This investigation used immersive virtual reality (VR) to reduce anxiety among occupational therapy (OT) students who were preparing for a clinical practical exam. VR is a useful tool that can positively shape mental health. It utilizes a human-machine interface that immerses people into digitally rendered illusions that are multisensory in composition and projected by computer hardware. These illusions act as virtual environments, allowing people to condition themselves against symptoms of anxiety by undergoing VR exposure therapy (VRET), a form of systematic desensitization that facilitates mental fortification against a feared stimulus [1]. VRET allows for the training of affective regulation, while people are subjected to situational contexts that induce anxiety [1,2]. VRET can safely provide answers to inaccessible and intangible concepts by observing the responses of people who are subjected to fear- and anxiety-inducing stimuli, which would otherwise be considered too dangerous or unethical to perform in the real world [3]. Depending on the extent of a virtual system’s designed capability, a person immersed within the virtual environment acts as a user who may encounter, interact, control, and modify the virtual world. The user’s experience is evoked to improve their mental proficiency and habituate against fear and anxiety [1]. In this investigation, the anxiety under analysis is of the type that students may experience while preparing for clinical practical exams in health science programs.

Campus Anxiety: A Prevalent Problem

Anxiety is a feeling of uneasiness and worry, usually generalized and unfocused as an overreaction to a situation that is subjectively seen as menacing [4]. It is a theoretical construct, capable of being triggered in either general or specific situations, with proneness (ie, trait anxiety) representing the frequency and/or intensity of the response and transitory (ie, state anxiety) representing the momentary response at a specific point in time [5]. Trait anxiety is a stable construct that is associated with personality traits, influencing the degree to which a person’s state anxiety response occurs within a specific point in time [5]. Spielberger and colleagues, in 1972 and 1978, developed a measure for test anxiety, which detects differences in test-specific personality traits between individuals.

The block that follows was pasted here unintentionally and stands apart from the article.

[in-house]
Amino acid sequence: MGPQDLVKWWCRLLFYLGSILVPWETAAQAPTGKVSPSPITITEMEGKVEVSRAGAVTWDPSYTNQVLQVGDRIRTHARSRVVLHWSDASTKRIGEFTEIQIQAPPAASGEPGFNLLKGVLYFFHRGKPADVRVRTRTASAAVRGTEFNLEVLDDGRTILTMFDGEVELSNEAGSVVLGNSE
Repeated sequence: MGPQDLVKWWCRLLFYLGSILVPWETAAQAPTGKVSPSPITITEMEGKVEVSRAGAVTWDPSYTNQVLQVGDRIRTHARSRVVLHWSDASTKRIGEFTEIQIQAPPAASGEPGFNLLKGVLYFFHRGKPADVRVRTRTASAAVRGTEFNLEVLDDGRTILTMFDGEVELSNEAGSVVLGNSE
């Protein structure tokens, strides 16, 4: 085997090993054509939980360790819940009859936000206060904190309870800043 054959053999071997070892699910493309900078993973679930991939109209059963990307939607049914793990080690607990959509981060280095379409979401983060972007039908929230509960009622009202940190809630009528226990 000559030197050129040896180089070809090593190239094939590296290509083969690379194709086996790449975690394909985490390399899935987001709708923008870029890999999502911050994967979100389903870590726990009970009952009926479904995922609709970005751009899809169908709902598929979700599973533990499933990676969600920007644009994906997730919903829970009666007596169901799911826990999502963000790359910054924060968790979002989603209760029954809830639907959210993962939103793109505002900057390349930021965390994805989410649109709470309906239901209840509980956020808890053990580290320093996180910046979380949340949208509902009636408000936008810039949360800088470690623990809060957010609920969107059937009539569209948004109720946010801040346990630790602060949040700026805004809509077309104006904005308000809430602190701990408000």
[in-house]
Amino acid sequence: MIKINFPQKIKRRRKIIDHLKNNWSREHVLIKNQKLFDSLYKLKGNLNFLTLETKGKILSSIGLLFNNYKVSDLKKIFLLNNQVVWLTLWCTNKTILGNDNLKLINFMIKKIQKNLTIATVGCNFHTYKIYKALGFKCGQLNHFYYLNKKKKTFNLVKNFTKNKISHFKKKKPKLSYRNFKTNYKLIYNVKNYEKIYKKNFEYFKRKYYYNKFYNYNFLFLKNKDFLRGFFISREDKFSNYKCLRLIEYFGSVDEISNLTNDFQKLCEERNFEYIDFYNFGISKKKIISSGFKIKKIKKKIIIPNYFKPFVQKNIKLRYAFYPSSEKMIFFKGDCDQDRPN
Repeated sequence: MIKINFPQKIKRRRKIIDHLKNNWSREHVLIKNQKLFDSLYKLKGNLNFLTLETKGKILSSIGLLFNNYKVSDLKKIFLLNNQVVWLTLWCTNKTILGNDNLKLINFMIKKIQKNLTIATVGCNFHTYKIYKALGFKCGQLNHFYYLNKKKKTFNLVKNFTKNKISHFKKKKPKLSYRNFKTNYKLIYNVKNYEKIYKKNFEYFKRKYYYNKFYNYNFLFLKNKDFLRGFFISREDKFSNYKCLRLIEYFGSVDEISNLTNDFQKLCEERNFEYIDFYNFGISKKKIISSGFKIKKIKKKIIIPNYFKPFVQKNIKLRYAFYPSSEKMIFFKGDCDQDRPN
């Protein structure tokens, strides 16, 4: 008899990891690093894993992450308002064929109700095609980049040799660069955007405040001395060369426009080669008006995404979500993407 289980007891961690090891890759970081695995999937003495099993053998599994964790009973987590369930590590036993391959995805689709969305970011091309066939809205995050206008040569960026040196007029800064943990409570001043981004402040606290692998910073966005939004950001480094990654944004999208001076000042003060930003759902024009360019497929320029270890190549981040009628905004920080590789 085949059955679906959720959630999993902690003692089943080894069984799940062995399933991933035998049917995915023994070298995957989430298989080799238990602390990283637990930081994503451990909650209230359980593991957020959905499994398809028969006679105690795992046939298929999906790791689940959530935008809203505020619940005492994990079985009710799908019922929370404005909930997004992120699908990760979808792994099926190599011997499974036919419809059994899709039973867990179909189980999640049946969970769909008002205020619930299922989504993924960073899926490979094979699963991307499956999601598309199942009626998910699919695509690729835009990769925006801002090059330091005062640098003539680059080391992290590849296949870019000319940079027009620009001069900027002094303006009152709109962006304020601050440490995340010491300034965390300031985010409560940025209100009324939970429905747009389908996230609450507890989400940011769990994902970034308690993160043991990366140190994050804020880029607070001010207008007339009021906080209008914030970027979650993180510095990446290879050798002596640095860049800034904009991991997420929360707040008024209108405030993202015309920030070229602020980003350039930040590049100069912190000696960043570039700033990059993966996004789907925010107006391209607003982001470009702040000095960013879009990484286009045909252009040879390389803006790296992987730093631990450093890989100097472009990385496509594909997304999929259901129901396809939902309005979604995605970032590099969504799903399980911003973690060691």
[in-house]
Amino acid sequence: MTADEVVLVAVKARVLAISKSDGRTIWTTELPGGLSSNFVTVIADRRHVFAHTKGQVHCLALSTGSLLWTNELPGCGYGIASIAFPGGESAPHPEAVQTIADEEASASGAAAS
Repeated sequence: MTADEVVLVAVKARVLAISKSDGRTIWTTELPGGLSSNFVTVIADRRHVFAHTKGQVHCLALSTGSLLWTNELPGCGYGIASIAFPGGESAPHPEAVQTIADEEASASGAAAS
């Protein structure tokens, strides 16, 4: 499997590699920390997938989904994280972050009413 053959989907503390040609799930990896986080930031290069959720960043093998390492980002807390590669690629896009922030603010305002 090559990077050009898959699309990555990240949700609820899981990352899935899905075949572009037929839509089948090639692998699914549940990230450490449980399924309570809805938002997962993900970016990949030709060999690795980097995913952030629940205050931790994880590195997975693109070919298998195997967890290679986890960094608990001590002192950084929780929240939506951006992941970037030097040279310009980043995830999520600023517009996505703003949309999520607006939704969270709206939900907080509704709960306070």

Test anxiety is situation specific and associated with two components: (1) cognitive components that manifest symptoms of worry, due to student concerns regarding the outcome of an assessment, and task-irrelevant thinking, causing interference and shifting of attention to irrelevant content, and (2) affective components that manifest physiological reactions, such as increased heart rate and headache, nervousness, and tension (ie, emotionality) [6]. Self-centered worry cognitions and emotionality responses, which students may experience during testing situations, are potentially distracting and may disrupt concentration and attention, resulting in reduced performance on cognitive-intellectual tasks [7].